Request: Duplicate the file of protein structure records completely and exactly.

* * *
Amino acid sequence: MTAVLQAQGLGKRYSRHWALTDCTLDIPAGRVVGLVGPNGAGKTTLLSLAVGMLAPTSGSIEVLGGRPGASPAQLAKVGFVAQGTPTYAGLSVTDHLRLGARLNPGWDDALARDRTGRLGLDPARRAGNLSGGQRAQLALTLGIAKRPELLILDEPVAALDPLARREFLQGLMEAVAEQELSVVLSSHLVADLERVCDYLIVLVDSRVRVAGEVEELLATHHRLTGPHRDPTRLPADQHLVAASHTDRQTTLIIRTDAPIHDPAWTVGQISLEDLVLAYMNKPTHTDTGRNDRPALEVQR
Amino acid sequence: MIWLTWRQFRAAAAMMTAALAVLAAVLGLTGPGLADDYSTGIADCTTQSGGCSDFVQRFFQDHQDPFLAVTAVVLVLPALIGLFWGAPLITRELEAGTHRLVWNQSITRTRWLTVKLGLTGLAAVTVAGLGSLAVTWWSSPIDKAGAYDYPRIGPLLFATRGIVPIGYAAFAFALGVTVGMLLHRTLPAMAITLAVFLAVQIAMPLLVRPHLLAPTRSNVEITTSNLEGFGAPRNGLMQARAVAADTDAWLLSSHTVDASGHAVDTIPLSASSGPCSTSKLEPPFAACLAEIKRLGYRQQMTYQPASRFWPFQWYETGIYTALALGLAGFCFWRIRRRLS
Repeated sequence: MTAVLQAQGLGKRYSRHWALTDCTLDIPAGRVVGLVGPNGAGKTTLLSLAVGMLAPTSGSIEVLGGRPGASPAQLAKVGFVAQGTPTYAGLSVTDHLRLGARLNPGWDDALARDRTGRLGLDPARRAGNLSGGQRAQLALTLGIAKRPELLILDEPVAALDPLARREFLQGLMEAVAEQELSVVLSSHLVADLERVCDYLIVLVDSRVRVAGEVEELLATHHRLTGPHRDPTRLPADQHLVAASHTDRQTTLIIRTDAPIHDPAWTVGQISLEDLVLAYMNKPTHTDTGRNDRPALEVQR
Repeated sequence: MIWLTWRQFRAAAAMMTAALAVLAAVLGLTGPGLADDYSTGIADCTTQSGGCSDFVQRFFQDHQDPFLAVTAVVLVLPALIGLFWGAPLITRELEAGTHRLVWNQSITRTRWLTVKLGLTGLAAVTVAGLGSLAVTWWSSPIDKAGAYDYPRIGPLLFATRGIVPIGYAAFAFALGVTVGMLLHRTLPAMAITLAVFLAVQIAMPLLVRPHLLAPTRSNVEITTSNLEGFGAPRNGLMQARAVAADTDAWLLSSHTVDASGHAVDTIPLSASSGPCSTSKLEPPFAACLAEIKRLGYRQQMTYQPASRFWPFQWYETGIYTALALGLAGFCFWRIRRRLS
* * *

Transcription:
Amino acid sequence: MTAVLQAQGLGKRYSRHWALTDCTLDIPAGRVVGLVGPNGAGKTTLLSLAVGMLAPTSGSIEVLGGRPGASPAQLAKVGFVAQGTPTYAGLSVTDHLRLGARLNPGWDDALARDRTGRLGLDPARRAGNLSGGQRAQLALTLGIAKRPELLILDEPVAALDPLARREFLQGLMEAVAEQELSVVLSSHLVADLERVCDYLIVLVDSRVRVAGEVEELLATHHRLTGPHRDPTRLPADQHLVAASHTDRQTTLIIRTDAPIHDPAWTVGQISLEDLVLAYMNKPTHTDTGRNDRPALEVQR
Amino acid sequence: MIWLTWRQFRAAAAMMTAALAVLAAVLGLTGPGLADDYSTGIADCTTQSGGCSDFVQRFFQDHQDPFLAVTAVVLVLPALIGLFWGAPLITRELEAGTHRLVWNQSITRTRWLTVKLGLTGLAAVTVAGLGSLAVTWWSSPIDKAGAYDYPRIGPLLFATRGIVPIGYAAFAFALGVTVGMLLHRTLPAMAITLAVFLAVQIAMPLLVRPHLLAPTRSNVEITTSNLEGFGAPRNGLMQARAVAADTDAWLLSSHTVDASGHAVDTIPLSASSGPCSTSKLEPPFAACLAEIKRLGYRQQMTYQPASRFWPFQWYETGIYTALALGLAGFCFWRIRRRLS
Repeated sequence: MTAVLQAQGLGKRYSRHWALTDCTLDIPAGRVVGLVGPNGAGKTTLLSLAVGMLAPTSGSIEVLGGRPGASPAQLAKVGFVAQGTPTYAGLSVTDHLRLGARLNPGWDDALARDRTGRLGLDPARRAGNLSGGQRAQLALTLGIAKRPELLILDEPVAALDPLARREFLQGLMEAVAEQELSVVLSSHLVADLERVCDYLIVLVDSRVRVAGEVEELLATHHRLTGPHRDPTRLPADQHLVAASHTDRQTTLIIRTDAPIHDPAWTVGQISLEDLVLAYMNKPTHTDTGRNDRPALEVQR
Repeated sequence: MIWLTWRQFRAAAAMMTAALAVLAAVLGLTGPGLADDYSTGIADCTTQSGGCSDFVQRFFQDHQDPFLAVTAVVLVLPALIGLFWGAPLITRELEAGTHRLVWNQSITRTRWLTVKLGLTGLAAVTVAGLGSLAVTWWSSPIDKAGAYDYPRIGPLLFATRGIVPIGYAAFAFALGVTVGMLLHRTLPAMAITLAVFLAVQIAMPLLVRPHLLAPTRSNVEITTSNLEGFGAPRNGLMQARAVAADTDAWLLSSHTVDASGHAVDTIPLSASSGPCSTSKLEPPFAACLAEIKRLGYRQQMTYQPASRFWPFQWYETGIYTALALGLAGFCFWRIRRRLS